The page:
Customs Partnership has border appeal

A view from Richard Ballantyne, Chief Executive, British Ports Association


A very public debate over the UK’s future customs arrangements has been playing out on the nation’s airwaves and on the front pages of our newspapers for much of the last week. As a trade association representing a wide range of UK ports and terminals, the British Ports Association has provided regular input to Government on Brexit, both publicly and behind the scenes. Whilst the Association did not take a position on the referendum or any other political episodes, we have been clear from the day of the result that where possible, retaining the benefits that the Customs Union and the Single Market provide in terms of trade facilitation, should be a key priority.


95% of the UK’s trade is carried through our ports. Much of our food, consumer goods and manufacturing components move to and from Europe via sea. As a commercial and thriving industry independent of Government, we are sure that our ports will, given time, adapt to whatever challenges are thrown at them. Some scenarios are more challenging than others, clearly, and looking at the Government’s two options on the table for new customs arrangements, to us the ‘Customs Partnership’, which is rumoured to the Prime Minister’s post-Brexit customs option of choice, looks to be the one that will have least impact at the border. This option would create a framework where goods crossing the Irish border could continue uninterrupted and allows the UK to negotiate new trade deals with countries outside the EU.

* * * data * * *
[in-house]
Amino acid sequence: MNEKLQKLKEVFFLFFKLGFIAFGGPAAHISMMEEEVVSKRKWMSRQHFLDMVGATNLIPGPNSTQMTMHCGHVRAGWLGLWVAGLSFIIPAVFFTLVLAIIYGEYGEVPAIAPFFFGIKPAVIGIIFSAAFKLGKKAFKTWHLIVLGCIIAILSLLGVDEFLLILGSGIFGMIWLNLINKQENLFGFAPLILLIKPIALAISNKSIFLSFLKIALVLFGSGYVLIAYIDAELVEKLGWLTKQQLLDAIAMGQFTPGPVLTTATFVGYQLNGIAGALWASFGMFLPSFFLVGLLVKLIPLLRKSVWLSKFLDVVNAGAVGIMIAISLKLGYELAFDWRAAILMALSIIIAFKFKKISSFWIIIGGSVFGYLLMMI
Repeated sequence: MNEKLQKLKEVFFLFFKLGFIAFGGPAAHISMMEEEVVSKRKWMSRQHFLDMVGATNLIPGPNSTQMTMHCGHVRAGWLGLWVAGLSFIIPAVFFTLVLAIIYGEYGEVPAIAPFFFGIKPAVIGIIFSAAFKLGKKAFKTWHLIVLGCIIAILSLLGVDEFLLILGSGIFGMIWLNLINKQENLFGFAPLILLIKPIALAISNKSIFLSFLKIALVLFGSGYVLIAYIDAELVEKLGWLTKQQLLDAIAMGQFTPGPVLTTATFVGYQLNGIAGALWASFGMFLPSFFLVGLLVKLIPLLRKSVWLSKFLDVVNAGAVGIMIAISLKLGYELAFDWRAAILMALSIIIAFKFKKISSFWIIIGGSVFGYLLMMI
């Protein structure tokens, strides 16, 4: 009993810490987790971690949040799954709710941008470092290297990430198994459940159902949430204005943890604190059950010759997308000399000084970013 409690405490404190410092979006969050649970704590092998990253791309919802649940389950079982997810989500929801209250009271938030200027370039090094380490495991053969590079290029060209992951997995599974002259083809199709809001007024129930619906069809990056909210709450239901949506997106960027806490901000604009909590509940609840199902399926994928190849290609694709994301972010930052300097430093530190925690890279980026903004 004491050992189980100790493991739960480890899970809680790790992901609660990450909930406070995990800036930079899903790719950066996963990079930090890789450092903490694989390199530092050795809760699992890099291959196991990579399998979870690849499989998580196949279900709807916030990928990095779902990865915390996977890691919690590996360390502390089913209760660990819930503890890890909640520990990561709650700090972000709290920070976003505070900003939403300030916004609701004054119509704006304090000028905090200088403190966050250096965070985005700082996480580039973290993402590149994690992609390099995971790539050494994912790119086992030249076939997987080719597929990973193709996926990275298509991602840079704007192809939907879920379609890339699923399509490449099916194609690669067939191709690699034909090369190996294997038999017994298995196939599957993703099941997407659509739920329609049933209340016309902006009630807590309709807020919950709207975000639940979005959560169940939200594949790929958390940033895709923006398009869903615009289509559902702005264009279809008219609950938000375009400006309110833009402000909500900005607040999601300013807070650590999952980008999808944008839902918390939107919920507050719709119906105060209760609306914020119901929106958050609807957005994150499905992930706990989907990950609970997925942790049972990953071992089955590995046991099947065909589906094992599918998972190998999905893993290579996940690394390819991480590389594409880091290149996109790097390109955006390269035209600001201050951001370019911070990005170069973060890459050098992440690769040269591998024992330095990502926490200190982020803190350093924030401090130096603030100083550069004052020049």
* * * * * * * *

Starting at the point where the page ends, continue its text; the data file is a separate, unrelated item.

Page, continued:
The Government has committed to leaving the Customs Union and the Single Market and this will have a practical impact on ports that handle traffic travelling to and from Europe. The Customs Partnership proposal offers the advantage of maintaining ‘business as usual’ for goods and this would appear to be the only proposal where freight is not subject to new customs controls at those ports dealing with EU traffic. This would also create a framework where goods crossing the Irish border could continue uninterrupted and allows the UK to negotiate new trade deals with countries outside the EU.


For many UK ports, adapting to life outside the Customs Union will be manageable and relatively straightforward. Ports that handle bulk loads or containers should be able to make modifications to their procedures, systems and infrastructure with relative ease, although some may need to invest in new infrastructure.


However, a sizeable proportion of our trade is transported on lorries through ‘roll-on-roll-off’ ferry ports, handling the more than 10,000 HGV journeys between Britain and the EU each day. For this sector of our industry, the prospect of lorries being stopped for customs purposes at the border remains daunting. These ports and terminals, which include the likes of Dover, Holyhead and Portsmouth, handle more than half of the UK’s trade with Europe, including much of our ‘just-in-time’ traffic. At these ports, business models are based around traffic flowing freely through the port gate, with lorries transiting through with almost no delays.